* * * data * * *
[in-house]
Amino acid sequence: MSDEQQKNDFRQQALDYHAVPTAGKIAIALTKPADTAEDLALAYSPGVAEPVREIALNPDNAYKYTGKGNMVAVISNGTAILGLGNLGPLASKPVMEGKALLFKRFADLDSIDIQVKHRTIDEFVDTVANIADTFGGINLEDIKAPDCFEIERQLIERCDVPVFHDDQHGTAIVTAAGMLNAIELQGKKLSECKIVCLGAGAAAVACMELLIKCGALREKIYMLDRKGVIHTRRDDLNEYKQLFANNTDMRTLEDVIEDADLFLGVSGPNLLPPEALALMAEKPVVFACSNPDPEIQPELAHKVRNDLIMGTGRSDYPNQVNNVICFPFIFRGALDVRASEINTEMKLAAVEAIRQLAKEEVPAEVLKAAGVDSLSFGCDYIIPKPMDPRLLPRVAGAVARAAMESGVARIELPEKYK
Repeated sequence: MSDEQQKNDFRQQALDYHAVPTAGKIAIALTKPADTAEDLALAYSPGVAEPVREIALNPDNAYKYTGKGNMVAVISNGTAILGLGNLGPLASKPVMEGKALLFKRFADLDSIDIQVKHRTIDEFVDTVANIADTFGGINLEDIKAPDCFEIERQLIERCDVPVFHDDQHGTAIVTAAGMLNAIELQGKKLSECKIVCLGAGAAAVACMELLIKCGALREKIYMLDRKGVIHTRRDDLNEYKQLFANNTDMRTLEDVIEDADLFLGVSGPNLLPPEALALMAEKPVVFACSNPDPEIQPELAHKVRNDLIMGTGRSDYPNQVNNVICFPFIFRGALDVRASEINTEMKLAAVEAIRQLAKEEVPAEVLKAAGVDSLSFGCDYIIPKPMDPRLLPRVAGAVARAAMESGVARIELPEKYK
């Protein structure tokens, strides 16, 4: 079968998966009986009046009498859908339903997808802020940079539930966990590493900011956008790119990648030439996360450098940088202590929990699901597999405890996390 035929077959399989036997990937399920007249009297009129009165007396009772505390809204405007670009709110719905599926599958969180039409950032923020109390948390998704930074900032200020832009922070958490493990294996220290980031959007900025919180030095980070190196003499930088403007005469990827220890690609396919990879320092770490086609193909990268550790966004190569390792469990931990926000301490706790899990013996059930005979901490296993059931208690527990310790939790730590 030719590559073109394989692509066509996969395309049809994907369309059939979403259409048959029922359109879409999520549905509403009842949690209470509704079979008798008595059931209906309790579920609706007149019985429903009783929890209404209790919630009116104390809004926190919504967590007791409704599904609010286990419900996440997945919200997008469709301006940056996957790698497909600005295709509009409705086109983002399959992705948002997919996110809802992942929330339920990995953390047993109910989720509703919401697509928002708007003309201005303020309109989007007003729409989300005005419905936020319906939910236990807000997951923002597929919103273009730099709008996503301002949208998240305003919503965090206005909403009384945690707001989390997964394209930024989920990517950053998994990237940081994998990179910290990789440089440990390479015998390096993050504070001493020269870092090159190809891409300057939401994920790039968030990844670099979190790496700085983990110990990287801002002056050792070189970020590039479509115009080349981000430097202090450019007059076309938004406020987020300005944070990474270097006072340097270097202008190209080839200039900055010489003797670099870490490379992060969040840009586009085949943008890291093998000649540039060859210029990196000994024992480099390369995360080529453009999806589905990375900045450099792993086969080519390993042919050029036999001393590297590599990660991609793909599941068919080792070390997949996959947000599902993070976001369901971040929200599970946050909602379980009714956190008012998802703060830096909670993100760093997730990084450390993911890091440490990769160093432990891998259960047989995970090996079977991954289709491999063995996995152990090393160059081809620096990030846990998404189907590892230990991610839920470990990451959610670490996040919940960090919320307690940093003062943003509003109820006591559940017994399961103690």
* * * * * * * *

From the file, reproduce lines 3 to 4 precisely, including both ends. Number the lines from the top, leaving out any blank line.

Repeated sequence: MSDEQQKNDFRQQALDYHAVPTAGKIAIALTKPADTAEDLALAYSPGVAEPVREIALNPDNAYKYTGKGNMVAVISNGTAILGLGNLGPLASKPVMEGKALLFKRFADLDSIDIQVKHRTIDEFVDTVANIADTFGGINLEDIKAPDCFEIERQLIERCDVPVFHDDQHGTAIVTAAGMLNAIELQGKKLSECKIVCLGAGAAAVACMELLIKCGALREKIYMLDRKGVIHTRRDDLNEYKQLFANNTDMRTLEDVIEDADLFLGVSGPNLLPPEALALMAEKPVVFACSNPDPEIQPELAHKVRNDLIMGTGRSDYPNQVNNVICFPFIFRGALDVRASEINTEMKLAAVEAIRQLAKEEVPAEVLKAAGVDSLSFGCDYIIPKPMDPRLLPRVAGAVARAAMESGVARIELPEKYK
């Protein structure tokens, strides 16, 4: 079968998966009986009046009498859908339903997808802020940079539930966990590493900011956008790119990648030439996360450098940088202590929990699901597999405890996390 035929077959399989036997990937399920007249009297009129009165007396009772505390809204405007670009709110719905599926599958969180039409950032923020109390948390998704930074900032200020832009922070958490493990294996220290980031959007900025919180030095980070190196003499930088403007005469990827220890690609396919990879320092770490086609193909990268550790966004190569390792469990931990926000301490706790899990013996059930005979901490296993059931208690527990310790939790730590 030719590559073109394989692509066509996969395309049809994907369309059939979403259409048959029922359109879409999520549905509403009842949690209470509704079979008798008595059931209906309790579920609706007149019985429903009783929890209404209790919630009116104390809004926190919504967590007791409704599904609010286990419900996440997945919200997008469709301006940056996957790698497909600005295709509009409705086109983002399959992705948002997919996110809802992942929330339920990995953390047993109910989720509703919401697509928002708007003309201005303020309109989007007003729409989300005005419905936020319906939910236990807000997951923002597929919103273009730099709008996503301002949208998240305003919503965090206005909403009384945690707001989390997964394209930024989920990517950053998994990237940081994998990179910290990789440089440990390479015998390096993050504070001493020269870092090159190809891409300057939401994920790039968030990844670099979190790496700085983990110990990287801002002056050792070189970020590039479509115009080349981000430097202090450019007059076309938004406020987020300005944070990474270097006072340097270097202008190209080839200039900055010489003797670099870490490379992060969040840009586009085949943008890291093998000649540039060859210029990196000994024992480099390369995360080529453009999806589905990375900045450099792993086969080519390993042919050029036999001393590297590599990660991609793909599941068919080792070390997949996959947000599902993070976001369901971040929200599970946050909602379980009714956190008012998802703060830096909670993100760093997730990084450390993911890091440490990769160093432990891998259960047989995970090996079977991954289709491999063995996995152990090393160059081809620096990030846990998404189907590892230990991610839920470990990451959610670490996040919940960090919320307690940093003062943003509003109820006591559940017994399961103690």